SALEM, Ohio – Conservative estimates say birds eat about 10 percent of the North American blueberry crop.
Lowell Evans estimates the number to be closer to 20 percent. However, that was before he covered his 5 acres of blueberry fields in netting.
Evans’ Blue Jay Orchard in Geauga County, Ohio, is one of the few farms in the state using full field netting to keep away the birds.
Before using the nets last year, he estimated that 1,000-1,500 pounds of blueberries were lost per acre, totaling more than $10,000 in loss.
“Some people don’t even know what full production is like because they’re so used to having the birds,” he said.
Ohio State horticulturist and crop scientist Dick Funt agrees, saying nets are the “best, most effective way to control birds.”
Netting. Posts line the edges of Evans’ field and high tensile fence wires run lengthwise across the field at 10 feet in height. The netting is placed over the wires and spread down the length of the field.
The netting is made specifically for deer, however it was the only netting that Evans was able to get in the right quantity. He bought two 5,000-foot rolls of the netting from a company in Connecticut.
Evans estimates the nets keep 95 percent of the birds out of his blueberry crop.
Other options? With birds being so detrimental to blueberry production, nets are definitely the way to go, according to Evans.
He’s tried combinations of cannons, alarm control systems, balloons and streamers – but to no avail. The birds still ravaged his crop – pecking small holes in the berries, which make them shrivel.
Evans doesn’t hesitate to admit the nets are expensive, but harvesting an additional 1,500 pounds an acre is worth it.
Ohio State’s Funt agrees.
Taking labor and materials into consideration, Funt says his estimate of nets costing $600 a year is conservative. But he still thinks the cost is worth having a crop not ravaged by birds.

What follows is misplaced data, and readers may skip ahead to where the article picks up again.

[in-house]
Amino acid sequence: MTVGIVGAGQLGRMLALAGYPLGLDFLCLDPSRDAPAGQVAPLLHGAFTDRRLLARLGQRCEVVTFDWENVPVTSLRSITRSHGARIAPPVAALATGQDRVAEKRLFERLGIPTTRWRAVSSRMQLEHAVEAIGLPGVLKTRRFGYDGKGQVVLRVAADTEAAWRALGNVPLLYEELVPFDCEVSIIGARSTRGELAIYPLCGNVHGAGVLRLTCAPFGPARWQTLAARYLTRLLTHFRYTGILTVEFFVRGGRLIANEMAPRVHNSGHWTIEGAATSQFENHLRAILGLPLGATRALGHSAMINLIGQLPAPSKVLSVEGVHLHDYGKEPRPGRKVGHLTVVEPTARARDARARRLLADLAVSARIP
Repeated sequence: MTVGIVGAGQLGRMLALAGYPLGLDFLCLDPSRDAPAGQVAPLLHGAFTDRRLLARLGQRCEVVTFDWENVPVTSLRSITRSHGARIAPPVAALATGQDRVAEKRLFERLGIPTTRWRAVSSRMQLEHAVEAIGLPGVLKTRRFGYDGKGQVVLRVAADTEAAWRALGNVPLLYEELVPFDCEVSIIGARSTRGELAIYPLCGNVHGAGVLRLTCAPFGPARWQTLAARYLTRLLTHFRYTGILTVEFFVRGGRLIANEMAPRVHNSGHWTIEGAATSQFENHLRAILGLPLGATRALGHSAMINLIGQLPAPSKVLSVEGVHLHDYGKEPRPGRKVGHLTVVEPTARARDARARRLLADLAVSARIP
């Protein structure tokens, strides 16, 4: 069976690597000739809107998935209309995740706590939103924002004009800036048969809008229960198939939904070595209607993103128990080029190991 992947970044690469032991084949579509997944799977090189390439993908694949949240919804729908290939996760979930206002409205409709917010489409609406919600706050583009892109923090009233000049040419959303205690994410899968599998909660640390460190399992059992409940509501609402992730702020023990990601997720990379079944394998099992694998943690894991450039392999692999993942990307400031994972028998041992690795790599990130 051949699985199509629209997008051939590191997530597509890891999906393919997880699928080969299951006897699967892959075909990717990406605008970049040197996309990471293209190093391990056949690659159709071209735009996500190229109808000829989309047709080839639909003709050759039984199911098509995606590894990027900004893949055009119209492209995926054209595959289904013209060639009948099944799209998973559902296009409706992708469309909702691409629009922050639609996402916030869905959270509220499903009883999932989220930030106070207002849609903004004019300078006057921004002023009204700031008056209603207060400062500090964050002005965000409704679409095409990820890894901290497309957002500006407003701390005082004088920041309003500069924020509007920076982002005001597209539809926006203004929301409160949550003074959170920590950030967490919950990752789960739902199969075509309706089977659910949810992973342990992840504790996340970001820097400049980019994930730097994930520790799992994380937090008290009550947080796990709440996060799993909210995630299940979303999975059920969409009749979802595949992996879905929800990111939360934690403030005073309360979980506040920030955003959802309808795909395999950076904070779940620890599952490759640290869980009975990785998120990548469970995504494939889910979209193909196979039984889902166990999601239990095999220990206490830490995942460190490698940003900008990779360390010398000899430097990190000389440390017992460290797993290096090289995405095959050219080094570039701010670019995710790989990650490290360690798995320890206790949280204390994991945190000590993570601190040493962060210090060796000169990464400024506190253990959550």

Labor issues. Four people can easily put the nets up within several days in late June, Evans said, and it only takes about a day for two people to take them down in the fall. He rolls them over a 20-foot pipe for storage.
Although Evans doesn’t have a problem getting help to put up and take down the nets, Funt said labor is what discourages many producers from using nets. They just don’t have enough employees or family help, he said.
Destruction. According to a report by Funt, some growers see up to 30 percent of their blueberry crop destroyed by birds. A flock of 5,000 starlings can eat a ton of food in just 10 days.
But a farmer can’t anticipate how destructive the birds will be in any given year. Some years are worse than others, Funt said.
And nets aren’t foolproof. They wear with time, birds occasionally get under them and strong winds make holes where birds can enter.
(Reporter Kristy Hebert welcomes reader feedback by phone at 1-800-837-3419, ext. 23, or by e-mail at firstname.lastname@example.org.)
Get the details
* Blue Jay Orchard
Lowell and Mary Evans
17909 Rapids Road
Hiram, OH 44234
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